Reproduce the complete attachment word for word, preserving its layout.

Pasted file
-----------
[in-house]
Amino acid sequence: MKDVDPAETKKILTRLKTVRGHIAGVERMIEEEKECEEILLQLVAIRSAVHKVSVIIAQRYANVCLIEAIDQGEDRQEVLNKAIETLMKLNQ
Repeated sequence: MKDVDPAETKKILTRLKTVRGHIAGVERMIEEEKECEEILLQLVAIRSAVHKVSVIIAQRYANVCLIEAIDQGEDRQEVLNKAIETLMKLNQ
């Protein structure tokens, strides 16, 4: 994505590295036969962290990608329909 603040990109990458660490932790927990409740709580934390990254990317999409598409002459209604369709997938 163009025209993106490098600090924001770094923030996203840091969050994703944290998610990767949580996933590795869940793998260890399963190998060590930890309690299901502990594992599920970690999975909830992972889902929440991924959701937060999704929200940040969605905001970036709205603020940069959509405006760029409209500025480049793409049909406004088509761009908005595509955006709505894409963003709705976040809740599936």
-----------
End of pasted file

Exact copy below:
[in-house]
Amino acid sequence: MKDVDPAETKKILTRLKTVRGHIAGVERMIEEEKECEEILLQLVAIRSAVHKVSVIIAQRYANVCLIEAIDQGEDRQEVLNKAIETLMKLNQ
Repeated sequence: MKDVDPAETKKILTRLKTVRGHIAGVERMIEEEKECEEILLQLVAIRSAVHKVSVIIAQRYANVCLIEAIDQGEDRQEVLNKAIETLMKLNQ
């Protein structure tokens, strides 16, 4: 994505590295036969962290990608329909 603040990109990458660490932790927990409740709580934390990254990317999409598409002459209604369709997938 163009025209993106490098600090924001770094923030996203840091969050994703944290998610990767949580996933590795869940793998260890399963190998060590930890309690299901502990594992599920970690999975909830992972889902929440991924959701937060999704929200940040969605905001970036709205603020940069959509405006760029409209500025480049793409049909406004088509761009908005595509955006709505894409963003709705976040809740599936």